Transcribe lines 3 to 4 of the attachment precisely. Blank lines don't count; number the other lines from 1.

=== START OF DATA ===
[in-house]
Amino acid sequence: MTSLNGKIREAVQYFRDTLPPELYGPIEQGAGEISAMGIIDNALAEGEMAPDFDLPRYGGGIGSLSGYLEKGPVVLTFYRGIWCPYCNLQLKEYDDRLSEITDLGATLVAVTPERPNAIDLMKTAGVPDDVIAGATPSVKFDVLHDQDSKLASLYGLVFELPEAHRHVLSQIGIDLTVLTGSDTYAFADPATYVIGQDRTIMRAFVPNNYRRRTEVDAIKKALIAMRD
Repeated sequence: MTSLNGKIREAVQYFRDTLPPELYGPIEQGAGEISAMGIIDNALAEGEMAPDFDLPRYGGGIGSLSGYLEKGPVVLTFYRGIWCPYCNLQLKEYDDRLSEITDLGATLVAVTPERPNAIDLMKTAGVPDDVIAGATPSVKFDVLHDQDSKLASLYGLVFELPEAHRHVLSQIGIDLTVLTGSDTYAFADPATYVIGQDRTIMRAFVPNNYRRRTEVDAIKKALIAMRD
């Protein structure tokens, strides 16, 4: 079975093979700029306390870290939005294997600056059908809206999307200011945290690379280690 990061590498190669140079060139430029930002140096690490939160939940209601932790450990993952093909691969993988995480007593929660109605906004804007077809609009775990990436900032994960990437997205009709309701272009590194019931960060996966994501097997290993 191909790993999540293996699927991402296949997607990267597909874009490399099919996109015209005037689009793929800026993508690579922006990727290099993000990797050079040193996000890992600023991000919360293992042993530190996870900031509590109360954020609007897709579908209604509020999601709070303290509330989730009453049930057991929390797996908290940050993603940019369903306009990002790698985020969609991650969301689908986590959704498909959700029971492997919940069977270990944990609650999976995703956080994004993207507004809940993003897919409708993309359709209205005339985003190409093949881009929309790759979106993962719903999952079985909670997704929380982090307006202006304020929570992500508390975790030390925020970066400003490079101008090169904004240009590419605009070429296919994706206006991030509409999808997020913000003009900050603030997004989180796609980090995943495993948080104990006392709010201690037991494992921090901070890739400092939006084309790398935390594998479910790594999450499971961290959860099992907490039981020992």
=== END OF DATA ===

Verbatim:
Repeated sequence: MTSLNGKIREAVQYFRDTLPPELYGPIEQGAGEISAMGIIDNALAEGEMAPDFDLPRYGGGIGSLSGYLEKGPVVLTFYRGIWCPYCNLQLKEYDDRLSEITDLGATLVAVTPERPNAIDLMKTAGVPDDVIAGATPSVKFDVLHDQDSKLASLYGLVFELPEAHRHVLSQIGIDLTVLTGSDTYAFADPATYVIGQDRTIMRAFVPNNYRRRTEVDAIKKALIAMRD
């Protein structure tokens, strides 16, 4: 079975093979700029306390870290939005294997600056059908809206999307200011945290690379280690 990061590498190669140079060139430029930002140096690490939160939940209601932790450990993952093909691969993988995480007593929660109605906004804007077809609009775990990436900032994960990437997205009709309701272009590194019931960060996966994501097997290993 191909790993999540293996699927991402296949997607990267597909874009490399099919996109015209005037689009793929800026993508690579922006990727290099993000990797050079040193996000890992600023991000919360293992042993530190996870900031509590109360954020609007897709579908209604509020999601709070303290509330989730009453049930057991929390797996908290940050993603940019369903306009990002790698985020969609991650969301689908986590959704498909959700029971492997919940069977270990944990609650999976995703956080994004993207507004809940993003897919409708993309359709209205005339985003190409093949881009929309790759979106993962719903999952079985909670997704929380982090307006202006304020929570992500508390975790030390925020970066400003490079101008090169904004240009590419605009070429296919994706206006991030509409999808997020913000003009900050603030997004989180796609980090995943495993948080104990006392709010201690037991494992921090901070890739400092939006084309790398935390594998479910790594999450499971961290959860099992907490039981020992």